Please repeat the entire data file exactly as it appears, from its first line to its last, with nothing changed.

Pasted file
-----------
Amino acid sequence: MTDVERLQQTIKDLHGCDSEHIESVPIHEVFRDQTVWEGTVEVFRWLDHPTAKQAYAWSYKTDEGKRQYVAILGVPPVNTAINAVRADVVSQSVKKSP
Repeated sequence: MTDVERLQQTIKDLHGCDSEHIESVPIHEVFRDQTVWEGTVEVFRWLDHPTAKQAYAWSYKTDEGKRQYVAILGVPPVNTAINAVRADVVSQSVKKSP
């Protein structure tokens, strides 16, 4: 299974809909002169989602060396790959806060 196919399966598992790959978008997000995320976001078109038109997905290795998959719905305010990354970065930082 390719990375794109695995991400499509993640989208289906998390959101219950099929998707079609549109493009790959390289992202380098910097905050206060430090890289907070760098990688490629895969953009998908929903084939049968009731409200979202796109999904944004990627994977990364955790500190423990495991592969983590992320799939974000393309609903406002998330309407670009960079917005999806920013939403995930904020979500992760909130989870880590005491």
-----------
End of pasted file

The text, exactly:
Amino acid sequence: MTDVERLQQTIKDLHGCDSEHIESVPIHEVFRDQTVWEGTVEVFRWLDHPTAKQAYAWSYKTDEGKRQYVAILGVPPVNTAINAVRADVVSQSVKKSP
Repeated sequence: MTDVERLQQTIKDLHGCDSEHIESVPIHEVFRDQTVWEGTVEVFRWLDHPTAKQAYAWSYKTDEGKRQYVAILGVPPVNTAINAVRADVVSQSVKKSP
């Protein structure tokens, strides 16, 4: 299974809909002169989602060396790959806060 196919399966598992790959978008997000995320976001078109038109997905290795998959719905305010990354970065930082 390719990375794109695995991400499509993640989208289906998390959101219950099929998707079609549109493009790959390289992202380098910097905050206060430090890289907070760098990688490629895969953009998908929903084939049968009731409200979202796109999904944004990627994977990364955790500190423990495991592969983590992320799939974000393309609903406002998330309407670009960079917005999806920013939403995930904020979500992760909130989870880590005491």